How to remove rust from wrought iron

Updated February 21, 2017

Wrought iron is a versatile material that has been used in numerous construction applications throughout the years. In fact, France's Eiffel Tower was built using a type of wrought iron. More commonly, though, wrought iron has been largely used to create ornate railings, fences and even decorative furniture. As long as it's indoors, you needn't worry too much about wrought iron rusting. Regular cleaning will suffice. Wrought iron left outdoors, however, will likely rust at some point and will require proper care.

Use your fine-grit sandpaper (120-160 grit) to begin stripping away the rust and/or paint on your wrought iron. Be sure to sand the entire area, removing all layers of paint and corrosion (See Ref. 2). You will want to sand all the way down to the metal in order to ensure you've removed any and all signs of rust. Any rust that's accidentally left behind will eventually spread and find its way to the surface once again. If necessary, use 80-grit sandpaper to remove heavy layers of rust.

Rub the wrought iron with some steel wool after you've finished sanding. The steel wool will essentially buff the iron, removing any small bits of paint or rust. When you're finished, you should be left with wrought iron that has regained its original appearance.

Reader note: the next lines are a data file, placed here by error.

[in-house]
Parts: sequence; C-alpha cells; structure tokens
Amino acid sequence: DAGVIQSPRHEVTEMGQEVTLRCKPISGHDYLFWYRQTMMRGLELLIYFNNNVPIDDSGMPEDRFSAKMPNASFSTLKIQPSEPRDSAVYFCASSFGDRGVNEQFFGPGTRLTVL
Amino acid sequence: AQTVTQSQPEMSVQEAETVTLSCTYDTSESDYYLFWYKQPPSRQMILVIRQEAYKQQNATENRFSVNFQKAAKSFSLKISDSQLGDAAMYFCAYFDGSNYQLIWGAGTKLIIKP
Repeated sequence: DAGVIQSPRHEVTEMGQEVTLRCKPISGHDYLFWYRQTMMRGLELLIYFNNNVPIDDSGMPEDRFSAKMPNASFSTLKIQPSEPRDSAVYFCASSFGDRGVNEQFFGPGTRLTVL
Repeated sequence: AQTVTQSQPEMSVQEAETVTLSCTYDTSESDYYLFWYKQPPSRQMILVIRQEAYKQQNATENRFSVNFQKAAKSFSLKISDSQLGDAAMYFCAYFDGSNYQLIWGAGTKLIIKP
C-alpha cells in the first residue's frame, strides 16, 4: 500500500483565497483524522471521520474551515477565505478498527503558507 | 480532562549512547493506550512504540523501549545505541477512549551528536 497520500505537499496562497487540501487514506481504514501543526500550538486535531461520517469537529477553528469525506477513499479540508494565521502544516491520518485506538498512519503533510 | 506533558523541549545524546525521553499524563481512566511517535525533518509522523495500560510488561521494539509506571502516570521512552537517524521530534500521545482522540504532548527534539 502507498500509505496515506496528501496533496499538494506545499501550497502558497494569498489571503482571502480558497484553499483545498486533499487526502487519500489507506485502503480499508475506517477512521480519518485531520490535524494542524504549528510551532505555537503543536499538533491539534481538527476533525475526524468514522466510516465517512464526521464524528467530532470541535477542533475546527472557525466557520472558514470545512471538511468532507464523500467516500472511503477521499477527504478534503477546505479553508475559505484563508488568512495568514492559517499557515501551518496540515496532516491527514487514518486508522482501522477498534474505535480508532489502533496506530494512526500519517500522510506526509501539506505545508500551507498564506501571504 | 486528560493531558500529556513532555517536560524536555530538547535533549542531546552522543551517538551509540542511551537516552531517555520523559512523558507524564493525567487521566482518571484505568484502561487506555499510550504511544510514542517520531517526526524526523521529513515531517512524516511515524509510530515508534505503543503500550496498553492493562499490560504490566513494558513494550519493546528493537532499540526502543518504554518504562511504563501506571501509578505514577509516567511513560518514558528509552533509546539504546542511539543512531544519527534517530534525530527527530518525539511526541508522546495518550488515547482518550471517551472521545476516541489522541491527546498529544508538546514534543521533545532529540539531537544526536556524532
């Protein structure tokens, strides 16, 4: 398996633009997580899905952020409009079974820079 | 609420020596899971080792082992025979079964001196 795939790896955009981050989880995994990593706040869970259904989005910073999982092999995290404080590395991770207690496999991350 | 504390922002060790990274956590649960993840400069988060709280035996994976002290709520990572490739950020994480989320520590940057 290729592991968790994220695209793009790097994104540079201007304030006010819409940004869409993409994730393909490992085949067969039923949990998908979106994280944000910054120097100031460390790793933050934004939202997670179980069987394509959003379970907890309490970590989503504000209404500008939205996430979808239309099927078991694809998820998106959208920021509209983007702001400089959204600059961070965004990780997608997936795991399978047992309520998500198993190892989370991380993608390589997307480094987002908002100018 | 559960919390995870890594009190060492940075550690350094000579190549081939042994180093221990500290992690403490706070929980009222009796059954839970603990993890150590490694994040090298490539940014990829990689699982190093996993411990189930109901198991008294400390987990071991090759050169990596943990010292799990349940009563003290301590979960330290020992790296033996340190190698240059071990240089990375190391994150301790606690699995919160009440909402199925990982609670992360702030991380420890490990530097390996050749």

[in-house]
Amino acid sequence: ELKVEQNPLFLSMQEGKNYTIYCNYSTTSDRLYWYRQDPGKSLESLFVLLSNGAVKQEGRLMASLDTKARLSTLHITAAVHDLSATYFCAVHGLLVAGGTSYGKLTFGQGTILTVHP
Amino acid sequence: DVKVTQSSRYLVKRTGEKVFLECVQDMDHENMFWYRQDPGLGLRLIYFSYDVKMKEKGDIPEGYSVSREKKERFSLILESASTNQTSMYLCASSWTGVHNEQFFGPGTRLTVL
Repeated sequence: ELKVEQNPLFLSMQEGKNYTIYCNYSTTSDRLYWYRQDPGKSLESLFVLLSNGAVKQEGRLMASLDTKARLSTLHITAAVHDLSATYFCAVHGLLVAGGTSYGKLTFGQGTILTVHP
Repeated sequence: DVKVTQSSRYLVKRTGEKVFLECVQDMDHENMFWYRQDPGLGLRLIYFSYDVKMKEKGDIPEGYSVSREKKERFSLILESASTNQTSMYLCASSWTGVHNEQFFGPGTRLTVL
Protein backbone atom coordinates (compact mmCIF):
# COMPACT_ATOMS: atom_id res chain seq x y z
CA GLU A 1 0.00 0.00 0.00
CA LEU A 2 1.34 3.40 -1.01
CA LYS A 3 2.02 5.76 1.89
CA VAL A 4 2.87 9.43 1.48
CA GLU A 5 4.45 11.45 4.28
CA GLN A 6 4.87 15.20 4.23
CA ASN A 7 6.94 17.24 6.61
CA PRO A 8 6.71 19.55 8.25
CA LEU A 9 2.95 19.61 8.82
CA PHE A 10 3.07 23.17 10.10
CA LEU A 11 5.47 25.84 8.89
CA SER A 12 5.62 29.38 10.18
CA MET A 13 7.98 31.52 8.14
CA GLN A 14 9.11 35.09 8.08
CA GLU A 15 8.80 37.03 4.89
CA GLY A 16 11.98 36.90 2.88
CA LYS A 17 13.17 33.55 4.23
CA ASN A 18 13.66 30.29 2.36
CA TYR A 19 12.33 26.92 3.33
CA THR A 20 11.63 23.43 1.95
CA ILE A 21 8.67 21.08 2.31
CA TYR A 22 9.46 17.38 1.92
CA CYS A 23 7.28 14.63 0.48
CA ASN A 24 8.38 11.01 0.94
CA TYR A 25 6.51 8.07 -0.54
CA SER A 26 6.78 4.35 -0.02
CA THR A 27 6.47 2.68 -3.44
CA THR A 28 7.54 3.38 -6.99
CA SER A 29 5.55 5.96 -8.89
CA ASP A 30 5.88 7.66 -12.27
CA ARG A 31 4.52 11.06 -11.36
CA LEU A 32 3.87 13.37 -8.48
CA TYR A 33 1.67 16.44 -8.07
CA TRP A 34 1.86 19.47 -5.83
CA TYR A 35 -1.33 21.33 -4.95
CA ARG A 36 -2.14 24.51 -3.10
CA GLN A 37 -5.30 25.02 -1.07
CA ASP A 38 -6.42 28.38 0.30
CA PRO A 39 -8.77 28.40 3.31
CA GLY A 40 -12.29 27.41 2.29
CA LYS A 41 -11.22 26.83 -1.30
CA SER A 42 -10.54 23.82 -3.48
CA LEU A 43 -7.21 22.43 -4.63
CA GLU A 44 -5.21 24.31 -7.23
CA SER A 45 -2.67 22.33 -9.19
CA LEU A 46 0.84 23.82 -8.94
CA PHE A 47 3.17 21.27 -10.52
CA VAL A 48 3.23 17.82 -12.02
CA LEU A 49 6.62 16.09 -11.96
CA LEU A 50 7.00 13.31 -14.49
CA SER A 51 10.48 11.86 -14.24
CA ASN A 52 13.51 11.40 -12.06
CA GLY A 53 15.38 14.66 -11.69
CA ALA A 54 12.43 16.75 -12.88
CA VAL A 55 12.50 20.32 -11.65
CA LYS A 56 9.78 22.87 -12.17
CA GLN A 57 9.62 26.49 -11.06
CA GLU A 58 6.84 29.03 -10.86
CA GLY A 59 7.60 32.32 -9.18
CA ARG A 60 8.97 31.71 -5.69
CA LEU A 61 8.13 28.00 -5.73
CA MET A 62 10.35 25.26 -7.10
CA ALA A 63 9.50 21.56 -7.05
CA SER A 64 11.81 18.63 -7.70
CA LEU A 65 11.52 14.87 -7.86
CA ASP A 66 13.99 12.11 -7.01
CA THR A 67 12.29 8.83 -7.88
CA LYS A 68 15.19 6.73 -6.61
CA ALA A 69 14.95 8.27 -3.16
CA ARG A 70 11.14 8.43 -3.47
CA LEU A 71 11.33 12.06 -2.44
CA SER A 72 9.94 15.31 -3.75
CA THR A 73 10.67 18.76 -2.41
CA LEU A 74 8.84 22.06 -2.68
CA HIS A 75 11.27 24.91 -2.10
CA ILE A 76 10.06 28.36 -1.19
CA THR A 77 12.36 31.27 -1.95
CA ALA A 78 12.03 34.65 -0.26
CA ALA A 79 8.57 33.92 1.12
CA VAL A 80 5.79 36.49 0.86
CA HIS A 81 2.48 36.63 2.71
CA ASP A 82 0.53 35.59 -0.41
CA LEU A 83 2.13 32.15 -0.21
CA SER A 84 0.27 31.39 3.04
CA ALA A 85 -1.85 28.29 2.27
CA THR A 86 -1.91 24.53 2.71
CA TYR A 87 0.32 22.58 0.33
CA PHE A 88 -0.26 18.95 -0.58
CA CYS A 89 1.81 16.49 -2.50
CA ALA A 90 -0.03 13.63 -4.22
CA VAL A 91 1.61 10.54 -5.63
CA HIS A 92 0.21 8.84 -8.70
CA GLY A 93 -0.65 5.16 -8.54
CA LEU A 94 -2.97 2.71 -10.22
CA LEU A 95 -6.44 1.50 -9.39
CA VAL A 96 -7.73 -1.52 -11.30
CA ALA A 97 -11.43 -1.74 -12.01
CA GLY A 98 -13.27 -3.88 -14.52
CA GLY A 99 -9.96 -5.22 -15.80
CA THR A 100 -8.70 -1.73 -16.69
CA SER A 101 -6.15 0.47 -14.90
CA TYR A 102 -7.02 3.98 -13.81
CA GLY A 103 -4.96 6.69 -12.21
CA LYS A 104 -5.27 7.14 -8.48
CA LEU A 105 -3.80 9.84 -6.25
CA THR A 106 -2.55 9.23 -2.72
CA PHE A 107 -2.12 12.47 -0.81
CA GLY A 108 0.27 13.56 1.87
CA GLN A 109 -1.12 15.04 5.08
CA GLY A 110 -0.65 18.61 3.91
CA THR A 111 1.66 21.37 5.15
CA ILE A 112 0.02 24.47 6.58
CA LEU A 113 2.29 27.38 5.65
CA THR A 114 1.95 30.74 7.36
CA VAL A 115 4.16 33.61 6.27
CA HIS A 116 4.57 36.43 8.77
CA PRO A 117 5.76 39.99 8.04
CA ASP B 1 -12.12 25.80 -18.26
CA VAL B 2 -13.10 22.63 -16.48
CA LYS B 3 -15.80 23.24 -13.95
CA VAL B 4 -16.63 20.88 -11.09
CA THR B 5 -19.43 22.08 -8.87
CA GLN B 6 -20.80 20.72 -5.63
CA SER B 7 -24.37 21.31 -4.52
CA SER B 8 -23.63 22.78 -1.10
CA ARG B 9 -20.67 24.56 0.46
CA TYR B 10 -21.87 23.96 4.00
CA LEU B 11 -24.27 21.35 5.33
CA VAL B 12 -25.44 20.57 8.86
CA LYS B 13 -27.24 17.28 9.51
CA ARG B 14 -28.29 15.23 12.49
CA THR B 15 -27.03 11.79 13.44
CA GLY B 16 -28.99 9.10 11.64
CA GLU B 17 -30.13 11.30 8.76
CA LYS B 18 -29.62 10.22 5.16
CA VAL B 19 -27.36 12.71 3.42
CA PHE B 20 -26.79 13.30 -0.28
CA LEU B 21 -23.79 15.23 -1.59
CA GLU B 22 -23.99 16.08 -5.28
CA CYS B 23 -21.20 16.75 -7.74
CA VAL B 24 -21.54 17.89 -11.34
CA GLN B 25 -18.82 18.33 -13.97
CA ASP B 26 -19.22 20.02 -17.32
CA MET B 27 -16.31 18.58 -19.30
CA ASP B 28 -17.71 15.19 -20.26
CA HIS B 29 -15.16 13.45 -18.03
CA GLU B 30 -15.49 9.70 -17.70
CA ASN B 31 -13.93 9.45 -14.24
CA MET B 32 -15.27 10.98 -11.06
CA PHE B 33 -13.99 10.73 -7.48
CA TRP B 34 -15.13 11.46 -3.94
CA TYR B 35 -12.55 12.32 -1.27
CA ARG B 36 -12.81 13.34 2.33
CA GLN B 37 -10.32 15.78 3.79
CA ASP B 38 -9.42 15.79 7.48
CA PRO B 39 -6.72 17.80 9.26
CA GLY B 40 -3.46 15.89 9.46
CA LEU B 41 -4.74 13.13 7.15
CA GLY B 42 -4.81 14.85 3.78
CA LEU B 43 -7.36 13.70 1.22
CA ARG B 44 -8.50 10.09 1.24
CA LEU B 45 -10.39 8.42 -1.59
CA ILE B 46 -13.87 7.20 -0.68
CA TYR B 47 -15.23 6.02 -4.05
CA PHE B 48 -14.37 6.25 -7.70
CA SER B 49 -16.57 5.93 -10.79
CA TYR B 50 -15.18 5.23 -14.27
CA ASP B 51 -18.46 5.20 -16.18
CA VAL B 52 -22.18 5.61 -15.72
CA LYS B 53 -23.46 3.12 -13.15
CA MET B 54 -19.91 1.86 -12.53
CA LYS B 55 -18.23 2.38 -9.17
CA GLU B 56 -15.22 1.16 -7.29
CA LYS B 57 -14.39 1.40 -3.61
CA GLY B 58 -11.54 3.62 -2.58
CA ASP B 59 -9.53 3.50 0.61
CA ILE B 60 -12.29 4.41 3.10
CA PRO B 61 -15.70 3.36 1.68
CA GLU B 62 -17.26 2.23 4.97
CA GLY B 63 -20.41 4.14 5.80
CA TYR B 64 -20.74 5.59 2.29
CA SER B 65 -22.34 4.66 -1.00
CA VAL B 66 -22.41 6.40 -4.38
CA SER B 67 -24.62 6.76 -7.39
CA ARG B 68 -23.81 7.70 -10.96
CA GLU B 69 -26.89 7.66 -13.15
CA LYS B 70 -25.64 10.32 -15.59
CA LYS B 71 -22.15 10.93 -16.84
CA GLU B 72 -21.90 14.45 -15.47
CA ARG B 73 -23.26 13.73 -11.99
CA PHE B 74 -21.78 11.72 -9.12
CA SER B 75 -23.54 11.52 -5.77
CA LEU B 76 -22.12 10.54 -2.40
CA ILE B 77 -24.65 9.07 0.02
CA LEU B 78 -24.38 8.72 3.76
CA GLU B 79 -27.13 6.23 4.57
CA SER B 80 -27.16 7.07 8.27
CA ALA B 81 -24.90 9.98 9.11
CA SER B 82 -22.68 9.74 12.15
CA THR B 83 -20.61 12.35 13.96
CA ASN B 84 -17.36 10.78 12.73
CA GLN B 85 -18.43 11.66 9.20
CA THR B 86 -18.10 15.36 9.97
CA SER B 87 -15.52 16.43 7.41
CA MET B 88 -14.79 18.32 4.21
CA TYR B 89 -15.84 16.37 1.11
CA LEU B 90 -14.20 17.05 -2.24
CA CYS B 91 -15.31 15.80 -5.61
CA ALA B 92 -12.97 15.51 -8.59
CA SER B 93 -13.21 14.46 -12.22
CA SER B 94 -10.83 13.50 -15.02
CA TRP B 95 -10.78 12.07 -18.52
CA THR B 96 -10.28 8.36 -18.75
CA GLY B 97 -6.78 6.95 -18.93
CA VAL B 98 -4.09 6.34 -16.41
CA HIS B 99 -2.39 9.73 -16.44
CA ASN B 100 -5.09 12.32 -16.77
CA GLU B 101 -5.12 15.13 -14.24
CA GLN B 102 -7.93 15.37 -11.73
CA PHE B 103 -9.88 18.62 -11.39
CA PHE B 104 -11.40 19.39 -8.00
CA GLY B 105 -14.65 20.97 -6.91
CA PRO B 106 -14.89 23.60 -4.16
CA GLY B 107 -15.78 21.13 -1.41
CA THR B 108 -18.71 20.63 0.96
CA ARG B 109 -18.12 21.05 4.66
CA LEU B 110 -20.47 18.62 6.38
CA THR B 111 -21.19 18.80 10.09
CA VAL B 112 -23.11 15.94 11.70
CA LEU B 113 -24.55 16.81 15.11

Apply rust inhibitor to the wrought iron. You can purchase a spray can of rust inhibitor at any hardware store. The rust inhibitor will basically act as a primer for your paint and seal the iron against moisture. This is important, as exposure to moisture is the main cause of corrosion.

Paint the wrought iron with the enamel paint of your choice. Apply at least one coat over the entire surface of the wrought iron. Once again, this will provide the necessary barrier against moisture and rust.


Purchase some naval jelly in order to treat extremely rusted wrought iron. Follow the directions on the container for the proper use of naval jelly. Use protective gloves and apply the jelly in a well-ventilated area. After the jelly has had time to work on the rust, wash it away with running water. Naval jelly contains phosphoric acid, which essentially burns away the layers of rust. You can apply naval jelly as many times as needed in order to remove all of the rust.

Things You'll Need

  • 120-160 grit sandpaper (light-to-moderate rust)
  • 80 grit sandpaper (heavy rust)
  • Steel wool
  • Rust inhibitor
  • Enamel paint
  • Naval jelly (optional)
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About the Author

Arthur Barnhouse has written numerous short stories, contributed content to various websites and was an invited speaker at a university symposium on creative writing. He began writing in 2002 and holds a Bachelor of Arts in English literature from the University of Pittsburgh. Barnhouse has driven across the United States numerous times and draws upon his travel experiences in his writing.